While it may be true
that we go through a lot more motherboards at PCstats.com than an average
consumer will in a lifetime, it's the boards that fail which seem to get noticed
most - especially when they force a dreaded system reinstall. This
particular Slot A motherboard was recently retired from active duty because
the computer it was in became unstable, and too unreliable.
system had in fact been reinstalled a few times when no physical
capacitor failure was visible, but this last time a quick inspection within the case
had shown disastrous events underway. After ripping the computer apart to
try an diagnose the strange problems which seemed to point to Windows 2000 instability
issues, or possibly bad memory or hard Drive, we found half the low-ESR
(Equivalent Series Resistance) aluminum capacitors on the board in pretty bad shape.
Specifically, every single JPCON 6.3v 2200microfarad, and JPCON 6.3v1500 microfarad capacitor
were either bulged out at the top about to pop, or had blown out
the rubber stopper at the base and were leaking electrolyte (which had turned into
a brown crusty stain on the PCB).
The odd part was that every single JPCON 16v
470microfarad capacitor and all of the TAYEH brand capacitors were perfectly
At the time we chocked up the failure to a
bad on-board power supply circuit and just assumed something, possibly a MOSFET, had
partially failed and was overloading subsequent components. While I'm not an EE,
that reasoning seemed to explain why half of the 48 capacitors were blowing
themselves up like little aluminum balloons, and the rest weren't.
forward a few months and while reading through the Toronto Star newspaper it
becomes clear that the odd failure we experienced might not be such
an isolated occurence. We discussed this issue in the PCstats.com Newsletter and while the motherboard
pictured here is about 1-2 years old, it is the only one we have seen until
where capacitor failure was actually
paraphrase the opinions of the author of the Toronto Star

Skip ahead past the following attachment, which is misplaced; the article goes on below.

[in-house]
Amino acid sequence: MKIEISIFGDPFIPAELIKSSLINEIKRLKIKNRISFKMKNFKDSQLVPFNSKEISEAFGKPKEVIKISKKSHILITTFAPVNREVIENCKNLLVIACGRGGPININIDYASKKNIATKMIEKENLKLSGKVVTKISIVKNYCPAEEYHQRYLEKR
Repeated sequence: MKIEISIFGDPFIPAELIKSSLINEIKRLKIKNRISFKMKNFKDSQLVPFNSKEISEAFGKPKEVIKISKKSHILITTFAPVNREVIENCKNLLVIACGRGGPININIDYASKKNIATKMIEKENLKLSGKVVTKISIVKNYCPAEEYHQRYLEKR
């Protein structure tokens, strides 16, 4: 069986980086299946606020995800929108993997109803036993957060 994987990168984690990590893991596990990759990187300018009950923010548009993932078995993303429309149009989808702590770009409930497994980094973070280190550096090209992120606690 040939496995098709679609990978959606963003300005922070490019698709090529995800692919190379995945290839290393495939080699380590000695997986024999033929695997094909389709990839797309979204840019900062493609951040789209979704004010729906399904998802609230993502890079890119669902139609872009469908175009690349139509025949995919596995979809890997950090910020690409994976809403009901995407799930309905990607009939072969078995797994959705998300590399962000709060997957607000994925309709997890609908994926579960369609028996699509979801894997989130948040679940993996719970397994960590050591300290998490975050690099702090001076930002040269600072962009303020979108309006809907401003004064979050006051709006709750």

the faulty capacitors are suspected to have been rooted in the theft of
an aqueous electrolyte formula which was not copied correctly. If you
were to open up a capacitor you would find thin sheets of
paper and metal rolled up together. The entire assembly is then wetted with an
aqueous electrolyte solution. However, if the formula is not correctly mixed up, hydrogen gas
can apparently build up in the aluminum can with time.
The gas causes the hermetically sealed aluminum
cans to burst, or partially blow out the rubber end cap. If electrolytic capacitors
"dry out" they won't work properly, and that can cause problems with the
computer which can be very difficult to figure out.
*update* December, 2004
Just when we'd more or less forgotten about the previous
issues, we experienced capacitor problems firsthand again, this time in the form
of a FIC AU11 motherboard which had been the base of a previously stable office machine. It died without warning, and upon removing the board we
noticed that 8 of the larger capacitors, specifically four of the GSC 10
volt 2200microFarad capacitors and four of the smaller GSC 6.3v 1000mf capacitors had blown their
tops and leaked electrolyte.
In the same time period we began experiencing difficulties with an ABIT
board, a KT7-RAID. while looking at the board we noticed one partially blown
capacitor and several obviously bulging ones. Not a good sign. The affected
parts were all four JPCON 10 Volt, 2200microFarad capacitors and one of the
smaller JPCON 6.3V 2200microFarad caps.
At the time, the whole faulty capacitor issue had more or less died down, but
this got us to thinking again. What if the lifespan of the faulty
capacitors was coming to an end. Was this going to be just one of a rash
of similar incidents in 2004/2005?
It's a complex problem, and the fact that
businesses have even been set up to replace faulty
mainboard capacitors is an
interesting footnote to just how widespread this issue may be
as older motherboards begin to
show their age. If you know how to solder and read the labels on the
aluminum capacitors, it should be possible to replace the capacitors
yourself - assuming you can find identical replacements at a local electronics
parts supply store. Aluminum capacitors are relatively large compared to other
board mounted components, and in the factories are installed by hand.
to know if you have ever had problems with a motherboard due to blown or leaking
capacitors. We have set up a discussion
in the PCstats forums, so if you have experienced this issue or know someone
who has, let us know. Pictures would be good too.
*update* January 2005
It seems that a class
action lawsuit has just been launched against ABIT, one of the few Taiwanese
Motherboard manufacturing companies to actually admit they had a problem with
faulty capacitors at one point. This seems to mirror the class action suit
that was brought against MSI in the summer of last year.
We'll keep an eye on this story and let
you know what happens. It does seem rather harsh that the only company that admitted
they had a problem is getting sued though; this is not exactly going to encourage other
computer companies to be honest about their products, is it?
*The Toronto Star, Monday February 17,
2003. Title: "A Computer Whodunnit?", Author: Rachel Ross. Full story currently
available on Torontostar.com. For more information on this subject
you can visit www.careyholzman.com